By Phil Hardy, Executive Director of Operations
Earlier this year Grand Union adopted a new strategy to 2023, Further together, setting out how we’re going to build on the strength we achieved through coming together as a single organisation. It sets out our commitments for today and tomorrow, for our customers, for our partners, and for each other. Although we’re still working through some of our delivery plans, we know that our commitment for today and tomorrow means taking our responsibilities seriously, including our environmental responsibilities.
“…we were surprised – actually a little shocked – by what we found.“
We’d introduced fully agile working six months ahead of lockdown and have already reduced the number of offices we work from, making cost and carbon savings. But we’re aware that, like all housing associations, the biggest impact we have is through the full range of buildings we’re responsible for. So as part of our commitment to becoming a zero–carbon organisation, we’ve been looking at the estimated energy costs for our customers’ homes.
Our best source of data for this work was the costs calculated to support our Energy Performance Certificates (EPCs). This was available for just over 5,200 of our homes, although the number is increasing all the time. When we looked into how much our customers could expect to spend on energy, we were surprised – actually a little shocked – by what we found.
We’ve not gone in for ‘conversions’ at Grand Union, which means Affordable Rent properties are generally newer, and this showed up in the estimated fuel costs. On average, Affordable Rent customers could expect to pay £290 a year less than their neighbours in Social Rented homes. The £5.50 weekly saving on fuel could be seen as some mitigation of the average £25.90 extra rent.
When it came to our social rent properties, some of the differences were stark. The family in our least efficient three-bed property could have costs more than £2,000 a year higher than the family in our most efficient. The social rent formula doesn’t take any account of fuel costs. So although the family in the inefficient property does actually have a lower rent, they’re still worse off by about £25 a week. Obviously, this is the most extreme example, but the averages were still pretty shocking, with the average three-bed fuel costs estimated at almost £450 a year higher than the lowest.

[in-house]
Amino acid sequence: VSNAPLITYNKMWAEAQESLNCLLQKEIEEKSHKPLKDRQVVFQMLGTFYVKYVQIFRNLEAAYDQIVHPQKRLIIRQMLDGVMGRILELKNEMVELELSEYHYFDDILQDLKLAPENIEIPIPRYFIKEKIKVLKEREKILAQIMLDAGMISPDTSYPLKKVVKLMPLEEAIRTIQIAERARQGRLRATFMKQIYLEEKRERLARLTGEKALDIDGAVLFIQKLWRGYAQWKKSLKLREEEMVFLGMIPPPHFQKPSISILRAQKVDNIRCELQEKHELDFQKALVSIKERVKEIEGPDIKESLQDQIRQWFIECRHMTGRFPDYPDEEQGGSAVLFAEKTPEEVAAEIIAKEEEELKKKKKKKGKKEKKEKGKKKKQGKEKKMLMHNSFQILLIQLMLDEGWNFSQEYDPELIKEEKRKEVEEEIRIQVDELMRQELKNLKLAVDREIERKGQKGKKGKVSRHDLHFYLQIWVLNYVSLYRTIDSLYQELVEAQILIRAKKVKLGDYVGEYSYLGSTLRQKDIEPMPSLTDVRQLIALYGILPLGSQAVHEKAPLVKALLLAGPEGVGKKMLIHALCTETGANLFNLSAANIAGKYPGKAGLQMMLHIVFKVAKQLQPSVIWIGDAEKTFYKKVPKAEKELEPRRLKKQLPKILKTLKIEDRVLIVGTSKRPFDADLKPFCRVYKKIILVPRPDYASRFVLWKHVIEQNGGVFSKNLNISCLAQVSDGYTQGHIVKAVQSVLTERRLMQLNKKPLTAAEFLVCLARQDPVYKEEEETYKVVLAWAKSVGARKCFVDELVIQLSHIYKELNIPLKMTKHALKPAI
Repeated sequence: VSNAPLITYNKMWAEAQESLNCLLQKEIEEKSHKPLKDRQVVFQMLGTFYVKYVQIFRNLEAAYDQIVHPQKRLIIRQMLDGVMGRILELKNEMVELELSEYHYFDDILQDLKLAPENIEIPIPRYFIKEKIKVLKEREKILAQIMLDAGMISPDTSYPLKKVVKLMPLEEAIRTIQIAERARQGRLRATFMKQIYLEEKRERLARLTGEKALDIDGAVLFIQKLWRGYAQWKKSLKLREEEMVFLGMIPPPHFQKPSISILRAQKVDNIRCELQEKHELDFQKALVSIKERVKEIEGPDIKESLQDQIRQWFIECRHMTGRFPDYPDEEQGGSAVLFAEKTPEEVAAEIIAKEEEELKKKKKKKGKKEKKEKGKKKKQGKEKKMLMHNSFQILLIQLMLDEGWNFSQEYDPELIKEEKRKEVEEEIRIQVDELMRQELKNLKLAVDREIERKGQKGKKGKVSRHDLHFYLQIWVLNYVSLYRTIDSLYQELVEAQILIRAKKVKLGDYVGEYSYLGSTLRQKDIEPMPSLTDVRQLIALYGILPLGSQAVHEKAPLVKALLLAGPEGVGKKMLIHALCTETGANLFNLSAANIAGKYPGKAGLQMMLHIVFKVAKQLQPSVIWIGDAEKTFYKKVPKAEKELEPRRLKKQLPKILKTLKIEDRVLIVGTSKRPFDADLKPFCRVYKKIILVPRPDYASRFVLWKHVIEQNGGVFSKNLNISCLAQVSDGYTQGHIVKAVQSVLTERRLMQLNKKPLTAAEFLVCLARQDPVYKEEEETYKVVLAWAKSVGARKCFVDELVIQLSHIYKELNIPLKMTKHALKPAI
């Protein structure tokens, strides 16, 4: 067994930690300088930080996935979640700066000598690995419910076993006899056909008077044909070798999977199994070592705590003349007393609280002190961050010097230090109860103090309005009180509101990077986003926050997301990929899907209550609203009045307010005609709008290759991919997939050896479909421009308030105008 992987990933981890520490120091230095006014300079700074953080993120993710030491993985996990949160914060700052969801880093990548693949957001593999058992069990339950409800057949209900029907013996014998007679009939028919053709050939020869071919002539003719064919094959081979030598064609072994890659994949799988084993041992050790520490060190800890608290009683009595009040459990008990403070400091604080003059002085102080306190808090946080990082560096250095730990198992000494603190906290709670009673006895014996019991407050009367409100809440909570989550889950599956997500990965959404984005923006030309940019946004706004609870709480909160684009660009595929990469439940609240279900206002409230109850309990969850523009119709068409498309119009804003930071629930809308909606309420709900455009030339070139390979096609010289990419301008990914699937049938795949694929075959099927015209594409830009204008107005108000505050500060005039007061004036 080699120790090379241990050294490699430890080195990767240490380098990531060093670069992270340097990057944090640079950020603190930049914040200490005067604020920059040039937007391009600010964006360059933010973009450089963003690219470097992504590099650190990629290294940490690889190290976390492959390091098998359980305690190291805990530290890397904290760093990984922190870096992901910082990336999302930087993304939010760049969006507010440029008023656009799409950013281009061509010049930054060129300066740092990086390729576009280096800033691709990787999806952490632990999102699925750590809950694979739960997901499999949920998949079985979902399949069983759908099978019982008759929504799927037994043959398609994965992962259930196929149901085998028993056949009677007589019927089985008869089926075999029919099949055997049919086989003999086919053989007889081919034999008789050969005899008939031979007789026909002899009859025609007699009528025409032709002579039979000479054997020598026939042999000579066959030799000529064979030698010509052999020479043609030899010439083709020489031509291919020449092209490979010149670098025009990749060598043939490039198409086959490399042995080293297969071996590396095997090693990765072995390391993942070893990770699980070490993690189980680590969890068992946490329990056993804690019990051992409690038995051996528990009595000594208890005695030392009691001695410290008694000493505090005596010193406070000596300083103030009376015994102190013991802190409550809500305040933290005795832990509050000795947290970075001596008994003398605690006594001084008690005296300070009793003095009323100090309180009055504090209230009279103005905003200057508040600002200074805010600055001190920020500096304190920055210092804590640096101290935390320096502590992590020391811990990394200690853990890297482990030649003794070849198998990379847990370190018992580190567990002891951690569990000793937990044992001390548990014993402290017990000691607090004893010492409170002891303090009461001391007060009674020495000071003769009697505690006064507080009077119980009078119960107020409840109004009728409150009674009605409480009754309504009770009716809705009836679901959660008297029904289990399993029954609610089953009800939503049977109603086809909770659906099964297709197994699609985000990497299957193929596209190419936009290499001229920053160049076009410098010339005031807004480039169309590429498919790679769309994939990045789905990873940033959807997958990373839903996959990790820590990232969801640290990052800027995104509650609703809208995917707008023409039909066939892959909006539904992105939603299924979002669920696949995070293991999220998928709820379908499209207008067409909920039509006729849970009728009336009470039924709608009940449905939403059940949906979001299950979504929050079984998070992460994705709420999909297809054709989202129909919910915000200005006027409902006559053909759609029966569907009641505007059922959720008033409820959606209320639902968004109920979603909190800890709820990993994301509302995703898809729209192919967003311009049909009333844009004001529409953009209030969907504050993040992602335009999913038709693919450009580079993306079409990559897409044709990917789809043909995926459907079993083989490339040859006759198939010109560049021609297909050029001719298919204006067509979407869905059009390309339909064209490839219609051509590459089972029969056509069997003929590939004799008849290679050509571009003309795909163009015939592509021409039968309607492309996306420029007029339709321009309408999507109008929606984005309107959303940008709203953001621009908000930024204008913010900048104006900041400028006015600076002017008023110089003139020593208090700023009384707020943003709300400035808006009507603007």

So where does all this number crunching actually get us? For one thing it reminds us that rents are important, but they’re not the whole story when it comes to affordability. For several years now, we’ve been installing energy efficient air source heat pumps in rural properties that don’t have access to lower cost gas. We were already starting to plan how to tackle our low performing properties, and it’s clear that some of them won’t ever achieve a good standard of efficiency. It’s a significant challenge.
We estimate that our homes need investment of about £180m, to improve their performance. We have this hefty figure firmly in mind as we develop our sustainable rent strategy alongside our strategic asset management strategy; and of course deliver our development ambitions.
One thing is for certain: the time to act is now. More than anything the research into energy costs has highlighted the urgency of tackling our least efficient properties; for affordability today and environmental sustainability tomorrow. At Grand Union, we take both these responsibilities seriously.